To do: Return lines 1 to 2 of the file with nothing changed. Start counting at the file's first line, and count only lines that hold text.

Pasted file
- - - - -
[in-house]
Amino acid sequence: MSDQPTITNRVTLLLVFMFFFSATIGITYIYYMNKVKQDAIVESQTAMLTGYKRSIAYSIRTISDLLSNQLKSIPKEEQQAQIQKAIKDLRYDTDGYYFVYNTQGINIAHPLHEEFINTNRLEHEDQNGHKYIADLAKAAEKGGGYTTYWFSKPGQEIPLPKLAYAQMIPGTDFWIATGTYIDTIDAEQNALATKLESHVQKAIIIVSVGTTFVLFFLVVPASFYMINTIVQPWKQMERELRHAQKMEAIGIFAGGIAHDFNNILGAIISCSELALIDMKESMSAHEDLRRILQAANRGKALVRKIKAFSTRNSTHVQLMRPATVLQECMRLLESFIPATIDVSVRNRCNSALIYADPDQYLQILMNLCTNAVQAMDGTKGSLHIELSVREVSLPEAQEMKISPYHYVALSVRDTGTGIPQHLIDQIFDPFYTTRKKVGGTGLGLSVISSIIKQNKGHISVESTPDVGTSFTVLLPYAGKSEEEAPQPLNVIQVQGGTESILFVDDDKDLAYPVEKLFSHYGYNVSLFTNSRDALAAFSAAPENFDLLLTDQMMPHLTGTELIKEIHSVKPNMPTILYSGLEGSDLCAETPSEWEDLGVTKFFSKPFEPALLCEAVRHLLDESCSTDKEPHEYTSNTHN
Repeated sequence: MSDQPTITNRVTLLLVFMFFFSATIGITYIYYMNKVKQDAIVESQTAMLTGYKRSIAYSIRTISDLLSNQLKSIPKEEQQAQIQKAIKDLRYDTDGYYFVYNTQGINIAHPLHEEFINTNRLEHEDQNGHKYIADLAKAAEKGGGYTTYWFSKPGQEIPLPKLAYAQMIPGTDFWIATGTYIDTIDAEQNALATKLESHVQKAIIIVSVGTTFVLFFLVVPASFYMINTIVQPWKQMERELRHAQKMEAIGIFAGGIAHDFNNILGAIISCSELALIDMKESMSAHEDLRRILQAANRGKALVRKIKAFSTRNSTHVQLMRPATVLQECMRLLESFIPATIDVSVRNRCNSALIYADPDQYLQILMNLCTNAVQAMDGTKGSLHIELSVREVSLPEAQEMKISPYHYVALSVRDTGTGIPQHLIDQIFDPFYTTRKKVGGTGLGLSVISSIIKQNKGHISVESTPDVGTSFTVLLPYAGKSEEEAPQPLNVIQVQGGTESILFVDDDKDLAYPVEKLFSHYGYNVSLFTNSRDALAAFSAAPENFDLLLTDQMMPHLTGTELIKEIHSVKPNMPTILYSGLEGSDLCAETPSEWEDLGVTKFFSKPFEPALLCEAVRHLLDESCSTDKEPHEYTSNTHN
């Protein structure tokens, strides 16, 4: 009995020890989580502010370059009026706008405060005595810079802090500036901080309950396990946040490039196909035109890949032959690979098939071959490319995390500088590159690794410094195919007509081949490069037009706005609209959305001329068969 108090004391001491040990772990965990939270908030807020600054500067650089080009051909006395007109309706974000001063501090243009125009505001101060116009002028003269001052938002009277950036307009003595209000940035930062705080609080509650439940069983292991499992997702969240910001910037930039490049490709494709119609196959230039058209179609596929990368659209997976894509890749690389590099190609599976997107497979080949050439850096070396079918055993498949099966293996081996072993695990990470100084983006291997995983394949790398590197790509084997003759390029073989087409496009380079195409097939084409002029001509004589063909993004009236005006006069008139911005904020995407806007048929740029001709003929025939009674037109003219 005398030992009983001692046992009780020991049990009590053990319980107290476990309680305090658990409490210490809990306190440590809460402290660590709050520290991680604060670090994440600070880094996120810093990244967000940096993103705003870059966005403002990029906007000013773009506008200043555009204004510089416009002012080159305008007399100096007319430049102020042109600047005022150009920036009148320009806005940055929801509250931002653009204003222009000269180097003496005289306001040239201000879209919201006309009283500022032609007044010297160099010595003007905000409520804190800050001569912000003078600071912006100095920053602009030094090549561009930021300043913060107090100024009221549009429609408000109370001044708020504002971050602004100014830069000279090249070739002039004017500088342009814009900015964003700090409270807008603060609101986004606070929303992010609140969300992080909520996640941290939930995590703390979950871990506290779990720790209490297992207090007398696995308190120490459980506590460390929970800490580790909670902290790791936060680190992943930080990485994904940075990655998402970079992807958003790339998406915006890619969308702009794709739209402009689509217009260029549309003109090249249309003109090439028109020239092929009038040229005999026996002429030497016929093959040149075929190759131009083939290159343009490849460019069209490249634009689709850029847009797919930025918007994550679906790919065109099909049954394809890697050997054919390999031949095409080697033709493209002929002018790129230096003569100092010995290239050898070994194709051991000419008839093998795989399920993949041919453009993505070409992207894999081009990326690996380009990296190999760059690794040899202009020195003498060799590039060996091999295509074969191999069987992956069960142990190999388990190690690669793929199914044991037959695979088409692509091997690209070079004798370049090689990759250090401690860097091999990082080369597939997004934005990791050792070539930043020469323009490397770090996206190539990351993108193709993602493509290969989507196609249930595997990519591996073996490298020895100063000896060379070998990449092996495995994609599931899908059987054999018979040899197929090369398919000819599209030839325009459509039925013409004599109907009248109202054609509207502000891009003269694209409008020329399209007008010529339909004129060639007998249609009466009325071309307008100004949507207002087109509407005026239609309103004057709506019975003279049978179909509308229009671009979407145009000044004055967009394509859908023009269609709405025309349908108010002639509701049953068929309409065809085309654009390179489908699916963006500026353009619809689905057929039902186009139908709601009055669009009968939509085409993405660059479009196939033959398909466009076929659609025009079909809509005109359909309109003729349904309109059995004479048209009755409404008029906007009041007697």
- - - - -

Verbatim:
[in-house]
Amino acid sequence: MSDQPTITNRVTLLLVFMFFFSATIGITYIYYMNKVKQDAIVESQTAMLTGYKRSIAYSIRTISDLLSNQLKSIPKEEQQAQIQKAIKDLRYDTDGYYFVYNTQGINIAHPLHEEFINTNRLEHEDQNGHKYIADLAKAAEKGGGYTTYWFSKPGQEIPLPKLAYAQMIPGTDFWIATGTYIDTIDAEQNALATKLESHVQKAIIIVSVGTTFVLFFLVVPASFYMINTIVQPWKQMERELRHAQKMEAIGIFAGGIAHDFNNILGAIISCSELALIDMKESMSAHEDLRRILQAANRGKALVRKIKAFSTRNSTHVQLMRPATVLQECMRLLESFIPATIDVSVRNRCNSALIYADPDQYLQILMNLCTNAVQAMDGTKGSLHIELSVREVSLPEAQEMKISPYHYVALSVRDTGTGIPQHLIDQIFDPFYTTRKKVGGTGLGLSVISSIIKQNKGHISVESTPDVGTSFTVLLPYAGKSEEEAPQPLNVIQVQGGTESILFVDDDKDLAYPVEKLFSHYGYNVSLFTNSRDALAAFSAAPENFDLLLTDQMMPHLTGTELIKEIHSVKPNMPTILYSGLEGSDLCAETPSEWEDLGVTKFFSKPFEPALLCEAVRHLLDESCSTDKEPHEYTSNTHN